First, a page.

Chiggers are the bane of berry pickers, hikers, gardeners and farmers. These tiny, almost invisible mites hang out in grasslands, forests, parks and around berry bushes. They have been called red bugs, berry bugs and harvest mites as well as chiggers (Trombiculidae).

Chiggers are best known for the intense itching their bites trigger. There are a lot of misconceptions about the itch. Boy Scouts used to believe that the larvae would burrow under the skin and the only way to get rid of them was to suffocate them with clear nail polish.

Dermatologists discount this as an urban legend. Chiggers do not burrow under the skin or even bite. Instead they slurp up skin cells, leaving behind digestive enzymes that can cause an intense allergic reaction that is unbearably itchy.

Treatment with powerful prescription corticosteroid gels counteract this immune response. Doctors recommend spraying shoes, socks, pants and legs with DEET for prevention before venturing into grassy or wooded areas inhabited by chiggers.

Readers of this column have other suggestions. One reader describes a favorite old-fashioned technique for avoiding chiggers: “Flower of sulfur is a powder available in drugstores. Pour some in an old sock, knot it and pat it liberally on feet, ankles, legs, waist and arms. A neighbor told us about this when he invited my husband to play golf right after we moved to Georgia.”

Powdered sulfur is not always easy to find. If it is not available, try Chigg Away, a liquid that contains sulfur.

Another reader has a homemade repellent recipe: “I have problems with chiggers in my garden, and the itch from the bites drives me crazy. I made a mixture of amber Listerine, vanilla extract and oil of orange and sprayed it on my body. I took special care with my ankles, waistband on my underpants, bra and also my hair and neck. It was very effective, though I smelled like bubble gum. I detected just one bite under my arm and will be more careful with that spot in the future. I hope this helps others who are bothered by those pesky critters.”

Finding relief from chigger bites is a challenge all its own. One reader reported:I got four bites behind my knees while working in my flower bed two days ago. I have been miserable the last 48 hours.

“I read about heat for the itching and have just tried both the warm compress and hair drier. I cannot tell you how grateful I am for the relief. I’ve been using a steroid cream that provided no respite whatsoever. I will be using heat to soothe the itch from henceforward.”

Some of the remedies readers have recommended are downright strange, not to say messy:After years of suffering from chigger bites, I tried plain wet mustard straight from the fridge. I spread about 1/2 teaspoon on a bandage and applied it to the bite. This got rid of the itch so much faster than the hydrocortisone and Benadryl I was using before.”

Readers have also found that soaking in a bathtub with lukewarm water and Epsom salts or baking soda can soothe that maddening itch. Others apply Sea Breeze Fresh-Clean Astringent, mouthwash or even toothpaste. We have heard that Capzasin cream can take away the itch, though presumably it stings a bit at first. Most readers agree that avoiding bites if possible is preferable to treating them.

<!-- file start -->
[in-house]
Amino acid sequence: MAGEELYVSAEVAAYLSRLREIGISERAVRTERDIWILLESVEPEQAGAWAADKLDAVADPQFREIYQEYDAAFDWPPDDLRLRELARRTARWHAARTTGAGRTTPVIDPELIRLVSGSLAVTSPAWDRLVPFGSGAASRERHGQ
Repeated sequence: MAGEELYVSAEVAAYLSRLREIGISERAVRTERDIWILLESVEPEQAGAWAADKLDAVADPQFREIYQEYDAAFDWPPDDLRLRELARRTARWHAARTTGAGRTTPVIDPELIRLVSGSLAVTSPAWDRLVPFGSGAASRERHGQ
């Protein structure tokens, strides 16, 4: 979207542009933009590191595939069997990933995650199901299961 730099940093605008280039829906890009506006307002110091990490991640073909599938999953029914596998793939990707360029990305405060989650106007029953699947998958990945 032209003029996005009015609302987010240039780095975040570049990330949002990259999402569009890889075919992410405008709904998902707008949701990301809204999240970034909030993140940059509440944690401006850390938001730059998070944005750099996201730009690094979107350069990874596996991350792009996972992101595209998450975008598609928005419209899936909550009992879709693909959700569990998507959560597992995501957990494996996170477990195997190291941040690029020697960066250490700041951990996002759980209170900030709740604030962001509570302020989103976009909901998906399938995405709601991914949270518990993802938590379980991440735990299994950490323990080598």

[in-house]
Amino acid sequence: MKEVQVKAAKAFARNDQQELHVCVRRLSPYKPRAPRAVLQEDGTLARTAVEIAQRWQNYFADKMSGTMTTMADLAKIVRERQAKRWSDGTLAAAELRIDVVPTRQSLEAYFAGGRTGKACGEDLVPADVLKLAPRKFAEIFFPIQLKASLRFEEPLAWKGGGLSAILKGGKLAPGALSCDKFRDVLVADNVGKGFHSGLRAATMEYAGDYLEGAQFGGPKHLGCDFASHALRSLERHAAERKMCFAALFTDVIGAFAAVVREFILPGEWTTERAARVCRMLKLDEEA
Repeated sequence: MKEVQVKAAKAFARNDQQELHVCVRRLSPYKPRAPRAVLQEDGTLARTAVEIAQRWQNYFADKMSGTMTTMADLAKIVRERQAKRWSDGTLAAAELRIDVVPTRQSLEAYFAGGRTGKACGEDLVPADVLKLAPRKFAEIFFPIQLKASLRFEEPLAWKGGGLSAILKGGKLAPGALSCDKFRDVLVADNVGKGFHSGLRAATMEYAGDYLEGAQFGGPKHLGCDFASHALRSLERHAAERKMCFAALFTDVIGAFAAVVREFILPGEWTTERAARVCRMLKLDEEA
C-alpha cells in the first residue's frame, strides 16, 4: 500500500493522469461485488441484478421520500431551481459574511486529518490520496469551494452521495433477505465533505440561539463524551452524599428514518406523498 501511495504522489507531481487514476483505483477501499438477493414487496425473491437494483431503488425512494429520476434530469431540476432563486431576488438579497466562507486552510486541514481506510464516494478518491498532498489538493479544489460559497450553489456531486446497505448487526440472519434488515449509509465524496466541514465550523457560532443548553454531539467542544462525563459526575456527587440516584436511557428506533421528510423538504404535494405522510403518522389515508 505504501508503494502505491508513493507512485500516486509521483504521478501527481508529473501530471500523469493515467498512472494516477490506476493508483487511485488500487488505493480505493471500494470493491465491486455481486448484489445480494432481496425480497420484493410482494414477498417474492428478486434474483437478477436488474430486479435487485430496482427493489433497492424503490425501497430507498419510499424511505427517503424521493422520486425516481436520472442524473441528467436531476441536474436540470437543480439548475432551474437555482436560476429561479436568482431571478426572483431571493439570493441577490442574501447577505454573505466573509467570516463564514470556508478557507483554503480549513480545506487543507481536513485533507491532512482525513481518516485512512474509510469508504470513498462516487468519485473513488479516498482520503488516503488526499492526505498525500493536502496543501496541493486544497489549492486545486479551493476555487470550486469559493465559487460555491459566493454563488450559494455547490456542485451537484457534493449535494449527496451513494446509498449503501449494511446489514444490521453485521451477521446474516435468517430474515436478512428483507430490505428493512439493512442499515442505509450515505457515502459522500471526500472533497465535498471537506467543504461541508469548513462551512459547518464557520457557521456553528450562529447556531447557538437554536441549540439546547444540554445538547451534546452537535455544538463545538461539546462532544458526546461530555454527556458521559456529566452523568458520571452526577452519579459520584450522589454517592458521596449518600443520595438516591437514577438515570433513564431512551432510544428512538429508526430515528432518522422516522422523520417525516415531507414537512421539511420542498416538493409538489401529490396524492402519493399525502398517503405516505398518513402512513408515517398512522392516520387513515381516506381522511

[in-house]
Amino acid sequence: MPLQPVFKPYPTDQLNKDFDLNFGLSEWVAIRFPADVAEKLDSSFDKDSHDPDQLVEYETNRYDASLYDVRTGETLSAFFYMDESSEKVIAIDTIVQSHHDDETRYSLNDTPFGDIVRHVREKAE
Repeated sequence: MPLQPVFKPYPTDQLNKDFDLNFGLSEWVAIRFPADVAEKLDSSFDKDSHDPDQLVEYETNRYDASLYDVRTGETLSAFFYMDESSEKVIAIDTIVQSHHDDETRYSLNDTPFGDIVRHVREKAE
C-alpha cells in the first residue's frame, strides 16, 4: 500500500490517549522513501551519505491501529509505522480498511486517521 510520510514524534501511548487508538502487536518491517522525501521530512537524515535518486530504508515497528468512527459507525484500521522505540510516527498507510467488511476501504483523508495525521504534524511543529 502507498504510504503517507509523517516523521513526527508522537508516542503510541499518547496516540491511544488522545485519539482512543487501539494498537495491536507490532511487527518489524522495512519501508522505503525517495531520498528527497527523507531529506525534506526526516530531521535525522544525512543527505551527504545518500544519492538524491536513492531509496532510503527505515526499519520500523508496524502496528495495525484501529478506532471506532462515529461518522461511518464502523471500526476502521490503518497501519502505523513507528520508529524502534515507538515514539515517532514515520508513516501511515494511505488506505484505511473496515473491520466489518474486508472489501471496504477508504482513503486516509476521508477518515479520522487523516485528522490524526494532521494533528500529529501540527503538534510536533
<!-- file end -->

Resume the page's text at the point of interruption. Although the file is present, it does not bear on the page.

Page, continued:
Join Over 55,000 Subscribers at The People's Pharmacy

Each week we send two free email newsletters with breaking health news, prescription drug information, home remedies and a preview of our award-winning radio show. Join our mailing list and get the information you need to make confident choices about your health.

  1. Abigail L.
    Reply

    To d k – did she spray this on before going into chigger territory or afterwards for relief from the bites? thanks!

  2. BG
    Reply

    As gardeners and growers of berries we have experienced terrible encounters with chiggers. Literally hundreds of bites mostly in areas it’s very impolite to scratch! Miserable. So now we always de-chigger (as we call it) before going out to work with Avon skin so soft. All I can say is… it works! Thankfully the chiggers seem to go dormant once our hot, dry weather sets in. But until then, skin so soft is a true lifesaver.

  3. d k
    Reply

    I found a suggestion on the web which helped my daughter. Fill a bottle half way with water, the other half with witch hazel. Then add 50 drops of LAVENDER essential oil. Spray it on; use a spray bottle. She said it worked for her.

  4. cpmt
    Reply

    mustard over the body? why not try vinegar? Mustard has vinegar. Someone told me that eating grapes and grape juice might help.

  5. Doris
    Reply

    Prevention is best but these remedies are very helpful. A friend told my family years ago that if you put baby powder on your ankles before going out it would prevent chiggers from staying on your skin. And if you bathed when coming in from the outside you would not have a problem. It worked! Well,for most of us anyway. My brother did not put on clean socks after bathing and, of course, the chiggers found a clean home!

What Do You Think?

Share your thoughts with others, but be mindful of protecting your own and others' privacy. Not all comments will be posted. Advice from web visitors is not a substitute for medical attention. Do not stop any medicine without checking with the prescriber. In posting a comment, you agree to our commenting policy and website terms and conditions.